1. Contribute: Let ask ourselves in which way can we can contribute to the society by using our individual skills. Street protests is a great opportunity to catch attention of mass media and political leaders, however they are not for everyone. Making a positive impact means different things for different people. We just need to identify an issue we care about and pursue it. Volunteering at a place which matters, voting in national and European elections and encourage others to vote, using social media wisely, sharing our skills and knowledge with others, co-ownershiping the vehicle we possess, planting a tree in our neighborhood, donating leftover bulk food to a local shelter instead of wasting it (the possibilities are endless!). Serving our communities in whatever way should become a natural habit for every one of us.
2. Improve: Instead of waiting for wide-sweeping changes coming from above, let us be a change we want to see in the world. Rather than blaming public institutions, political leaders, unfortunate circumstances or even bad weather why something is not working out, let us act! We should recognize that being a good citizen does not require making massive actions. All it takes is an attempt to improve what is closest to us and affects us personally. If we e.g. want to live in a well-balanced, generous and happy community, we can begin by creating these circumstances at our homes, since the place we live in, is a microcosm of our country. If we want to be surrounded by a clean and healthy environment, let us reduce waste, stop smoking, start some physical activities and develop healthy eating habits. Every little step counts!
3. Appreciate: Let us take a moment to be thankful for the achievements that have been obtained by the previous generations, so we can live in peace, stability, security and not least in prosperity inside the European Union. In many countries around the world people still struggle accessing to necessities such as warm housing, fresh food, clean water or even essential medicine. Is not it great that as European citizens we can travel, study or even settle down in every of all of 28 member states without being worried that our basic needs are not covered? This makes our lives much easier and in my opinion, we should not take these high standards of living for granted. If we want to keep our well-being at the same level and to reduce existing disparities in income, wealth, inclusiveness and opportunities among the member states, we should be willing to support the less developed European areas, understanding that a social cohesion is important to close the gap not only between the European regions but also between the social classes as the social cohesion is the glue that holds society together.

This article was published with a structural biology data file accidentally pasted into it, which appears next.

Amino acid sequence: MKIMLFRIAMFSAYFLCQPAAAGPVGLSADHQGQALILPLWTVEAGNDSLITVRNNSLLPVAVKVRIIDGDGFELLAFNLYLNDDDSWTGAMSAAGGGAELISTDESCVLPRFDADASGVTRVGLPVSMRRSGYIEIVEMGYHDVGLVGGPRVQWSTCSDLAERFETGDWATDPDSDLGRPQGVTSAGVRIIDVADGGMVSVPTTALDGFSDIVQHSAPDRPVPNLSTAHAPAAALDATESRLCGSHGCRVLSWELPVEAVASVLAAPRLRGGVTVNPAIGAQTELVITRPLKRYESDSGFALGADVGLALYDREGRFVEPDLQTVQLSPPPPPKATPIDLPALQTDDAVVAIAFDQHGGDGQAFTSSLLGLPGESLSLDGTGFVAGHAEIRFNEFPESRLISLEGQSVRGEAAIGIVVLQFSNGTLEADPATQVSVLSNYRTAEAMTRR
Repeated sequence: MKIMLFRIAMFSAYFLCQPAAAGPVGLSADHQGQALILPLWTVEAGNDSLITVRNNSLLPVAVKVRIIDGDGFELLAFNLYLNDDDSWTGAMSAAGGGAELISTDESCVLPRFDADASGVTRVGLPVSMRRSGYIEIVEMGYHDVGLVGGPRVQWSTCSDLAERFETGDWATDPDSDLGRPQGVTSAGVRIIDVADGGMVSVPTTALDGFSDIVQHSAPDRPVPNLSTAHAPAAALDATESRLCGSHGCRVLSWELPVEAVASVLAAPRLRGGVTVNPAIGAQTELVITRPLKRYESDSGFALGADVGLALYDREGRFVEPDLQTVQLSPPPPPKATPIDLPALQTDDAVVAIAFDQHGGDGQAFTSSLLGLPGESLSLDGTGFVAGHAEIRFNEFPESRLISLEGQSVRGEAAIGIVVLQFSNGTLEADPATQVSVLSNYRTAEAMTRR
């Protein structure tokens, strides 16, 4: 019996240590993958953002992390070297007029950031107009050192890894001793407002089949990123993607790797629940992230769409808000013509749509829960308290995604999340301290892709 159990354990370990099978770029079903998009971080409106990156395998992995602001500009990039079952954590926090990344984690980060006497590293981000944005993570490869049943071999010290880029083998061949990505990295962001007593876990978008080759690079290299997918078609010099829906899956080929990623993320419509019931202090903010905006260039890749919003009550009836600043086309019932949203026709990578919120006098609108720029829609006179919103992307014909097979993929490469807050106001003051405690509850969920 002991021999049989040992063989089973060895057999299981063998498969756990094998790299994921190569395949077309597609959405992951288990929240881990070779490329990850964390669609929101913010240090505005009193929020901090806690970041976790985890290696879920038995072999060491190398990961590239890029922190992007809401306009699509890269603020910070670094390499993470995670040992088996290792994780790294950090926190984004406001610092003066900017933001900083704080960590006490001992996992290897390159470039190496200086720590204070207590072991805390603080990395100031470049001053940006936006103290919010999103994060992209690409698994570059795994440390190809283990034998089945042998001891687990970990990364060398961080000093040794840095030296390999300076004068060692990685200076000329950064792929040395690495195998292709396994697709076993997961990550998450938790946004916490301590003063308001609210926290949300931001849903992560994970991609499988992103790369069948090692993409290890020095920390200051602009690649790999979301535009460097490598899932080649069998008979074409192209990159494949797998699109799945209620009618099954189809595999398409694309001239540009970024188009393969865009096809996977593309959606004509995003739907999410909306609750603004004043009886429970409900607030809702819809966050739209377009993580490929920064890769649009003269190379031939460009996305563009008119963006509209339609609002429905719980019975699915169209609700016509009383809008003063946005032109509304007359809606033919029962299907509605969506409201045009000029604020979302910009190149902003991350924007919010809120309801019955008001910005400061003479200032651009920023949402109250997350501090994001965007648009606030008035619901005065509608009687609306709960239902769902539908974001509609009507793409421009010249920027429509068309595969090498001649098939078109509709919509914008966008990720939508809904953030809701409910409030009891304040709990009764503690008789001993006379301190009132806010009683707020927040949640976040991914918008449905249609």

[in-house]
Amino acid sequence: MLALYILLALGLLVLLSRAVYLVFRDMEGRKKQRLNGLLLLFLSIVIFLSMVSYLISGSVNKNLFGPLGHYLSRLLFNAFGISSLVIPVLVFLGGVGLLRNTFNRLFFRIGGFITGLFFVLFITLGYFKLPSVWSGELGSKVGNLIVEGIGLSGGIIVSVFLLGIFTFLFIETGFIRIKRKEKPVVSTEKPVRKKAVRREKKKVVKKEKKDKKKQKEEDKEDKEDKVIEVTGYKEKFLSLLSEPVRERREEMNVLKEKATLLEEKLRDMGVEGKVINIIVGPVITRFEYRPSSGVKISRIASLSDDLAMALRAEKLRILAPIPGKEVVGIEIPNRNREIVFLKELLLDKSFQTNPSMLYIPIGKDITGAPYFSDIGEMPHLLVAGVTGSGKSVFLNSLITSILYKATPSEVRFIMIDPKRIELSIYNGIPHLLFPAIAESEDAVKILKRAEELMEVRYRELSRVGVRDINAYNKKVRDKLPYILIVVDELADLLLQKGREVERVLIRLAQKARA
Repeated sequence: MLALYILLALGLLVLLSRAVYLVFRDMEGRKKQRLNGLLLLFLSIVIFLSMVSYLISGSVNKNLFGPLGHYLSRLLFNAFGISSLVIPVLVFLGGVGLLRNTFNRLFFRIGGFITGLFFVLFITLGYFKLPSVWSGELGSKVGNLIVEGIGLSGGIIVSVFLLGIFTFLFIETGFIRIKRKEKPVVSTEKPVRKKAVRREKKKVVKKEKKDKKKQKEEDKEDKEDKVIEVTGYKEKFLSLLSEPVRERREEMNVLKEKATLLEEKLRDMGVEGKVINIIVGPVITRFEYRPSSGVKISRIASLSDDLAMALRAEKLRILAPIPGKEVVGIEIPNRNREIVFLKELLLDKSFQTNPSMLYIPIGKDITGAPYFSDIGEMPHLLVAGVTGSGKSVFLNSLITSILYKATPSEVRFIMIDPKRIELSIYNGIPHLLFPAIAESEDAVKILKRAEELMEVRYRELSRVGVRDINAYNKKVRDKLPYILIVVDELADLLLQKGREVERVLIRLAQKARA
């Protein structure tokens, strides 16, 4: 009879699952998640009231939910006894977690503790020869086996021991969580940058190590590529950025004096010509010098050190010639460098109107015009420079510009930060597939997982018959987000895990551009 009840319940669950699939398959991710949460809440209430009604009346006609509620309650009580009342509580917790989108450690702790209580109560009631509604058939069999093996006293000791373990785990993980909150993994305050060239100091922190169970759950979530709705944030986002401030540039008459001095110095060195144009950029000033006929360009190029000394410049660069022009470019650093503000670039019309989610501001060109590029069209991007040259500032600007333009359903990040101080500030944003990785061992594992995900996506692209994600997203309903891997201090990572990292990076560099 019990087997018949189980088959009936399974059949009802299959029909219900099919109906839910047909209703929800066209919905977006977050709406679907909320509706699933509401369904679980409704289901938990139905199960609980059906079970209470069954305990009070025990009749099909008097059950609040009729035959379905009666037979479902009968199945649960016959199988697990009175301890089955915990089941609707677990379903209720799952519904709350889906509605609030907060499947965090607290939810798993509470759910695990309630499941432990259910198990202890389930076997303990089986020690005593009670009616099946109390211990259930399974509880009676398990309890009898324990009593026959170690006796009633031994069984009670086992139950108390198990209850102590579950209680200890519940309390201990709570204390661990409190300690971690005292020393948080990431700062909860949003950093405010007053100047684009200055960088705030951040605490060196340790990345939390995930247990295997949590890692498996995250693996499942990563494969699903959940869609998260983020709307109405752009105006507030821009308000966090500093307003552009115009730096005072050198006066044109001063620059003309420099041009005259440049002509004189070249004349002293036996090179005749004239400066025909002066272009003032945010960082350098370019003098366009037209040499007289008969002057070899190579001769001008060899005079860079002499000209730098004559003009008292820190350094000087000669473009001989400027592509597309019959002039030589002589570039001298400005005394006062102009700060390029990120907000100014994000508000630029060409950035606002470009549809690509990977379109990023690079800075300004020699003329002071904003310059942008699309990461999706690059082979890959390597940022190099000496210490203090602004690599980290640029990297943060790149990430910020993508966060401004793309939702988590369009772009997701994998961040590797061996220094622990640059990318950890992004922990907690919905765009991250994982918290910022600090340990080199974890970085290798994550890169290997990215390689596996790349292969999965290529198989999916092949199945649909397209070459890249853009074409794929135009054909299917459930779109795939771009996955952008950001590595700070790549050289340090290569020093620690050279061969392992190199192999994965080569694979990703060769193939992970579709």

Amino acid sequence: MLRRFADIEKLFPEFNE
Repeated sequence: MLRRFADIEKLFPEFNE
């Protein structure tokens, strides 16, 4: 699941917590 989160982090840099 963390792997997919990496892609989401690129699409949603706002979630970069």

4. Explore: Let us be brave enough to step out of our unchanging comfort and seek out unlike-minded people, challenging our worldview and our perspectives. It can be very valuable to listen to people we disagree with, trying to understand their beliefs instead of convincing them of ours. What is wrong for us can be right for someone else, which usually depends on the environment we have been socialized in. Since we live in a pluralistic society, let us embrace diversity instead of closing ourselves up in a social bubble. Possessing a university degree, we should go to a worker?s district and make some friends there, listen to the concerns, worries and dreams people have. Being a blue-collar worker, we should try to understand those who have never worked with their hands. Belonging to a green party, we should talk to liberals, finding out some points we might like about their political agenda. Let us not judge them, just listen, since all of us want to be listened to, and we want to be understood. Learning from different angles and expanding our perspectives as to better grasp the full complexity of the world might lead us to a conclusion that our worldview is not as different from our opponent as we might have thought in the beginning.
Marina Mantay is the European Affairs Advisor of Berlin Borough of Mitte. She was born in Moscow, Russia and moved to Berlin, Germany by the age of sixteen. She holds a bachelor?s degree in Political science from the Free University of Berlin (GER) and a master?s degree in Europe affairs from the University of Utrecht (NL) & the Masaryk University (CZ). Her previous experience includes working in the European Parliament as well as in in the German Bundestag as a MP?s assistant. As an adviser for EU-affairs, she organizes political discussions, consults municipal politicians in European issues, and manages some of the European funding programs.